“Celebrate” and the Encouraging Pumpkin

Today is Sunday, and that means that the #RethinkChurch Lenten Photo-A-Day prompt of the day is “Celebrate.” One of my favorite Sunday pictures of 2021 came out of the fall. There was a simple display setup upon the piano in the sanctuary. Two pumpkins invited us to be grateful.

Church is a great place to be grateful. Between the season of Advent and Pentecost, I ordinarily lead the “Prayers of the People.” Between Pentecost and Christ the King Sunday, I generally invite laity to lead the prayers whenever possible. Why? Prayer is not something you need ordination to perform in worship. Prayer is the work of all people and I like it when there is a concrete example of that prayer in the front of the sanctuary.

Unfortunately, in the world in which we live where people are often facing difficult situations that take months to resolve and gratitudes are often mentioned only once, there can be a tendency for the number of concerns to outweigh the joys in number. Unfortunately, when the challenges outnumber the joys, it can become challenging to keep a positive attitude.

I love this picture because church is a great place to be grateful. Wouldn’t it be wonderful if we each took the time on a Sunday morning to stop and tell God what we are grateful for at that moment? I almost wish that little pumpkin were encouraging me every week.

“Looking” and being alone

The #RethinkChurch Lenten Photo-A-Day prompt for today is the word “looking.” What does it mean to truly look? What does it mean to truly see the world around us?

The passage from our devotional today is Mark 10:23-31. In that passage, Christ reassures the people who are following him by saying in verses 29-30::“Truly I tell you, there is no one who has left house or brothers or sisters or mother or father or children or fields, for my sake and for the sake of the good news, who will not receive a hundredfold now in this age—houses, brothers and sisters, mothers and children, and fields, with persecutions—and in the age to come eternal life.”

The picture I chose today is at the end of a long hike down a gorge in a local state park. I walked down the path with my camera in order to see the waterfall at the end of the journey. To be honest, it was quite a hike for me at that moment, but likely would not have been an issue a few months later.

My kids weren’t there to walk the path with me. My kids were with their mother in Buffalo. Rather than mope, I got up, put on shoes, and went to see this waterfall. The hike was amazing and the time in the wilderness was wonderful, but I still wish that my kids had been with me.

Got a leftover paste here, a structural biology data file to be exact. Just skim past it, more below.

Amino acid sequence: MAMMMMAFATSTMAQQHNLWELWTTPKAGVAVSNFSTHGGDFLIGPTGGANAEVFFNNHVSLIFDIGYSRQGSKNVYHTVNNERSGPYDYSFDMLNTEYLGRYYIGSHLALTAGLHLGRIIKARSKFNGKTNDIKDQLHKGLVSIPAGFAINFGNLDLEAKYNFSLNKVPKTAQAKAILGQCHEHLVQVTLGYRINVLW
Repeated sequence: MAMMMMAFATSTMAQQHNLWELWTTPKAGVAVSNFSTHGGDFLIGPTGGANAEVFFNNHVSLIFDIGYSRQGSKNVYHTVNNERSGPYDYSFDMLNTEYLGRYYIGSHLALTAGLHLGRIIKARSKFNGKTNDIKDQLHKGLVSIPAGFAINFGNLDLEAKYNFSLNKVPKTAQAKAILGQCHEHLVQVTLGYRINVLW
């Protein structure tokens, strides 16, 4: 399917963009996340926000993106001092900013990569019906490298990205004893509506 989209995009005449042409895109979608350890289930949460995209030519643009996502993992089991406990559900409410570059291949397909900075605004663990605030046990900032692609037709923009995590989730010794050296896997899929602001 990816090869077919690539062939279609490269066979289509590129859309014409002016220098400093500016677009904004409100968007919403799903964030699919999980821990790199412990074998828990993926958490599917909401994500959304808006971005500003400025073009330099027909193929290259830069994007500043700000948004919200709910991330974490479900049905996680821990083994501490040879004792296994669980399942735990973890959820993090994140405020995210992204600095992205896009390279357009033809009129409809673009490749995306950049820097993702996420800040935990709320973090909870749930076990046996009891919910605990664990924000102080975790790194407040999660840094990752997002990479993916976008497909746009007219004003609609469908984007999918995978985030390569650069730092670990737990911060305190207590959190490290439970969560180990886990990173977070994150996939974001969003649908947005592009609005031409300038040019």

It is difficult to be without the people you love. The earliest disciples asked Jesus what would happen and Jesus reassured them that all would be well. They had left families, friends, and ways of living behind to follow Jesus. What good would a fisherman be without a boat? Jesus’ disciples left empty boats and had made a commitment. What would happen to them? What would happen to a tax collector with no place to collect taxes? Many disciples left things behind.

Jesus reassured his followers that all would be well. I pray that such promises come true in the lives of all who bring their loneliness to Christ.

“Planted” and Aquaponic Fish

The #RethinkChurch Lenten Photo-A-Day prompt for today is the word “planted.” Of course, I couldn’t just be normal, so I decided to use one of my favorite pictures from my “aquaponic” fish tank. Who wouldn’t want to be planted in water?

Nibbling fish

To be entirely honest, the picture is quite fitting for the theme of the week. We have been pondering “hunger” and “fullness” and these fish are almost the living embodiment of the idea taught by Jesus.

When I bought these fish, I bought them with a pair of clown loaches in order to help take care of some very expansive plant growth in the tank. I had bought some plants from my favorite fish place and had been warned that they tended to grow quickly. Between the plants and the snails that came with them, it was not long before the aquarium was very green and very infested by snails.

Woe to you fish who are full, for you shall be empty. They devastated every single plant in the aquarium in a matter of weeks. When they arrived I couldn’t see the back of the tank. After they were happily established, every single plant in the aquarium was doomed. The snails had just as rough a time. Indeed, the fish made short work of the basil roots shown in this picture. They were so full for a while, but then they were more than empty.

The plants actually have grown to the point that their roots are managing to reach into the tank now. Their roots grow quickly and there’s enough space within the plastic enclosure, planting medium, and clay pellets that their roots are thriving despite the nibbling. I am almost certain that all of the plants would be rootless if I had let the fish “be full” of plants, but blessed are these fish for their “emptiness” means that there will be enough for tomorrow’s nibbling.